Historical Novelist and Poet, Jess Neal Woods.


Often mistaken for a monarch,
You don’t have your own existence.
Not appreciated for your slender wings
Or the broad stroke of ink that runs horizontal
Across your veins.

It is the monarch that takes the title
While you flutter in its shadow,
But because it is toxic,
You benefit.

I wonder if you are an imposter–a crook.

Maybe you’re just lazy, settling because it’s

Or do you feel a deep pit within you,
Empty of everything that is meant to make you–
Hollowed out yet hunting for purpose?

Do you accept where nature has placed you
With pride or resignation?

Your offspring overrun the fields
While the monarch is in stark decline.
And to those who don’t know
Any better,
Your presence brings hope.

One day, maybe you’ll be the only kind
Of monarch.


Kiss me the way the bee kisses the flower,
Burrows into it and drinks deeply of its nectar.

Ignite me the way the stars do the inky sky,
Attentive, subtle, and full of awe.

Tease me the way the breeze does the leaves,
The butterfly the eyes.
The feathered hues of sky–
A galaxy of unknown, unraveled by the softest

Inspire me as the sun to the barren land
Coaxing life from its death-shell,
And I will rise to you,
Stretch and sway your way.

Be the summer branches intertwining,
Holding tight
To leaves that will soon depart.

Our love will settle like the tide
Become familiar and constant
Strong, rhythmic, I’ll surrender
To intimacy and purpose.

Upon My Death

Pray do not bury me beneath the unforgiving
In a ground that must be forced to bear me–
Cracked open, hard as bone and barren–
In a ground untouched by sun.

No matter how alluring the facade of purity
Seems, I will always hate it.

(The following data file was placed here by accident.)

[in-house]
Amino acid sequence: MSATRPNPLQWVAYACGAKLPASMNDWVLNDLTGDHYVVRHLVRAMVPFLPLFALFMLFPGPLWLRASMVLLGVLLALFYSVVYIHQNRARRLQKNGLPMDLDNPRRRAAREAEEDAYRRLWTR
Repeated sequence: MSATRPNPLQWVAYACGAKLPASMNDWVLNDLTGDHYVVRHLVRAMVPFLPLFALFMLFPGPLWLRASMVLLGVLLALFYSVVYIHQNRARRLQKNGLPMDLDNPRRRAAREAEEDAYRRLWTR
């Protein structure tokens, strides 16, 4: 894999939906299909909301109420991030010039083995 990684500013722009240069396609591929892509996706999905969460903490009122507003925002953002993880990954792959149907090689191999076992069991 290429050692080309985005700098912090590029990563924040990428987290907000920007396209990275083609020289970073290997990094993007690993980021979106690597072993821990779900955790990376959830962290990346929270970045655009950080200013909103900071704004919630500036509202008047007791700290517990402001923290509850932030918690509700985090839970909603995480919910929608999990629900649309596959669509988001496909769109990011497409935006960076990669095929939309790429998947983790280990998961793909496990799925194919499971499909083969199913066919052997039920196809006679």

No matter how poetic the triumphant white cast
against grey
Seems, I will always hate it.

Bury me in kinder climate
Where comfort finds my spirit
In the crickets and the swallows
Where nature swells in chorus
And brings balance to death.

Bury me in Georgia clay beneath the willow tree
Where life teems and moves on and whispers
Through all seasons,
Where peace is not lost in unrelenting winter,
And tears can be dried by the benevolent breeze
With woes washed clean as stone in streams.


Faith feels like sandpaper
Smoothing shards into submission,
Molding essence into practicality–
A place to hang my coat.

It is gritty and grey as creek muck.
If you’re not careful, your feet will stick in the
The slush of known squished between your toes.

Only when submerged in chasms
Deeper than yourself–
When your feet can’t reach below
And your hands can’t crest the surface–
Do you realize all you don’t know.|
And find truth,
Or at least a current of it.

A breath can be sacred.
A whisper holy.
Wearied with words
Silence becomes a sacrament–
A redemptive revelation.

In its doubt-swollen belly,
Peace, like a pearl, is formed

I’m starting to pray again.

The Process of Fraying – By Jess Neal Woods.

Jess Neal Woods


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